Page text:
Real Salt Lake on the brink of history
RSL looking to close deal against Monterrey tonight
Ronaldo Schemidt, Getty Images
SANDY — As the final whistle sounded last Wednesday in Monterrey, Mexico, Real Salt Lake's Javier Morales didn't hold anything back with his triumphant display of emotion at midfield. He had every reason to be ecstatic following his stunning 89th-minute equalizer.
Morales was still on cloud nine when he vacated the locker room 30 minutes later, but it was a tempered excitement.
"It means nothing 'cause we have to go home and we have to try and win the game," said Morales.
In the buildup to tonight's final leg in the CONCACAF Champions League final against the Rayados, Morales' teammates have shared his sentiment time and time again. As great as it was becoming the fourth team in MLS history to earn a draw in Mexico, it won't mean anything if Real Salt Lake doesn't take care of business at Rio Tinto Stadium tonight.
Thanks to its 2-2 result last week, RSL is 90 minutes away from winning the continental championship and becoming the first MLS team to participate in the FIFA Club World Cup in Japan.
First, however, it must finish off a very talented Monterrey team.
"We're exactly where we wanted to be. We're in the driver's seat. It's our game to lose," said Will Johnson. "It's a nice position to be in, but we can't be too comfortable. It will be a very tight game. We've got to be on our toes for sure."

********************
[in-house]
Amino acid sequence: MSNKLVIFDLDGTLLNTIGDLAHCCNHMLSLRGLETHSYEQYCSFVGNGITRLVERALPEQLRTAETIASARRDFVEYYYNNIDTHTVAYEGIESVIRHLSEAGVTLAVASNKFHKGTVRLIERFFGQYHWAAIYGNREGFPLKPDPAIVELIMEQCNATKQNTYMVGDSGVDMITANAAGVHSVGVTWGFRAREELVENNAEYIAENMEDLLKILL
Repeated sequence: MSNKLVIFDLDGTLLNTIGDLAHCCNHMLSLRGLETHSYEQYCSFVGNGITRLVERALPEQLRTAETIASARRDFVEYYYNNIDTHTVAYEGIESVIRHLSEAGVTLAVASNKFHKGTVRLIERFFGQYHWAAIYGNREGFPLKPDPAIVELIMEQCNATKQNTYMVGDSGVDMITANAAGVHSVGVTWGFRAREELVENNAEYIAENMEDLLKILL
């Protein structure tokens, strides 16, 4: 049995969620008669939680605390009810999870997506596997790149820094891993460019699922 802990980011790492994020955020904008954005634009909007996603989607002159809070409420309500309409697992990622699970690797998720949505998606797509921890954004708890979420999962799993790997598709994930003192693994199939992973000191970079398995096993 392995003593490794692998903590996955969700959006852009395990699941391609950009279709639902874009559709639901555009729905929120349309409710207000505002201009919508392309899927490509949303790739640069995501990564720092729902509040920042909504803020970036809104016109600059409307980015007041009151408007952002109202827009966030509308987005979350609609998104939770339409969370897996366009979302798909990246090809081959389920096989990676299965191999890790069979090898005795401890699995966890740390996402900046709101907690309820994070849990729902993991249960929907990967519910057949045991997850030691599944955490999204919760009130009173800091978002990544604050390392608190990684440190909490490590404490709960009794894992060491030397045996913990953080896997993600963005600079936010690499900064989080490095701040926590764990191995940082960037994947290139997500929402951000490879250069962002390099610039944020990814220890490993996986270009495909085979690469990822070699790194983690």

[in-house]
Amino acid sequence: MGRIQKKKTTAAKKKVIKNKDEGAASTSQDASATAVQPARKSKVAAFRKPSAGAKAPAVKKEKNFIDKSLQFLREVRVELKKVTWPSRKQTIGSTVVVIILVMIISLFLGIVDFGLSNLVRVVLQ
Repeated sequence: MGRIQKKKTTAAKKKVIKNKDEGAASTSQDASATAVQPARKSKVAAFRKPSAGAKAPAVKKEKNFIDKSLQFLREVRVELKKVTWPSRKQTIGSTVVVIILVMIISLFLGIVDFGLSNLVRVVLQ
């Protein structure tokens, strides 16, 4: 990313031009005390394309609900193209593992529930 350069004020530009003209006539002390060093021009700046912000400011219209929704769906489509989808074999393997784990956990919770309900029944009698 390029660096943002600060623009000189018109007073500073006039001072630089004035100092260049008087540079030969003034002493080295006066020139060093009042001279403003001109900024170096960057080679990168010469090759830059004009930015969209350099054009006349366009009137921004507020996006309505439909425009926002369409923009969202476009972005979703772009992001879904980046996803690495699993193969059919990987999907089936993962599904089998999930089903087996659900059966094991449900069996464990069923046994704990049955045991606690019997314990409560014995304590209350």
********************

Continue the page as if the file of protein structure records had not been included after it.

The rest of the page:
With the two-game aggregate series level at 2-2, a victory for either team clinches the championship. In the event of another tie though, the first tiebreaker is road goals. Having scored twice in Mexico, a 0-0 or 1-1 tie tonight will be good enough for Real Salt Lake to celebrate arguably the biggest accomplishment in MLS history in front of its home fans.
RSL has to like its chances with a 34-match home unbeaten streak in all competitive matches.
"I think we have to feel good about what we accomplished down there. We have to feel good about the result we bring back, but it's a measured good for sure, because this is still a very dangerous opponent and we still have a lot of work to be done," said coach Jason Kreis.
It will likely take 90 minutes of focus to protect the lead, something that's eluded RSL lately.
Down in Costa Rica in the semifinals, against Colorado at home two weeks ago, and then in Monterrey last week, there were long stretches in each match where Real Salt Lake didn't play like the dominant team fans are accustomed to seeing.
The opposition had a lot to do with the struggles, but RSL can't afford similar stretches against Monterrey.
"They're not going to lay down whatsoever, we haven't accomplished anything yet, we know that," said Ned Grabavoy, who figures to start at holding midfield in place of the suspended Kyle Beckerman.
A lot of Salt Lake's breakdowns in the first leg came when the midfield got too stretched. It will be Grabavoy's job to make sure the midfield keeps its shape to slow the dynamic attack of the Rayados — who incredibly are searching for their first victory in all competitions in more than a month.
Knowing a tie won't be good enough, expect Monterrey to try and dictate the tempo despite coming off a league game last Saturday and then another monumental league game this Saturday.
"We definitely need to know they're going to be coming here looking for that goal. It's going to be key who gets that goal first, that will change the game," said RSL midfielder Andy Williams. "We're going to play our usual game that we play at home and hopefully pull away from them early."
To be crowned the continental champion in just its seventh year of existence would be a staggering accomplishment, but one Johnson said is deserving.
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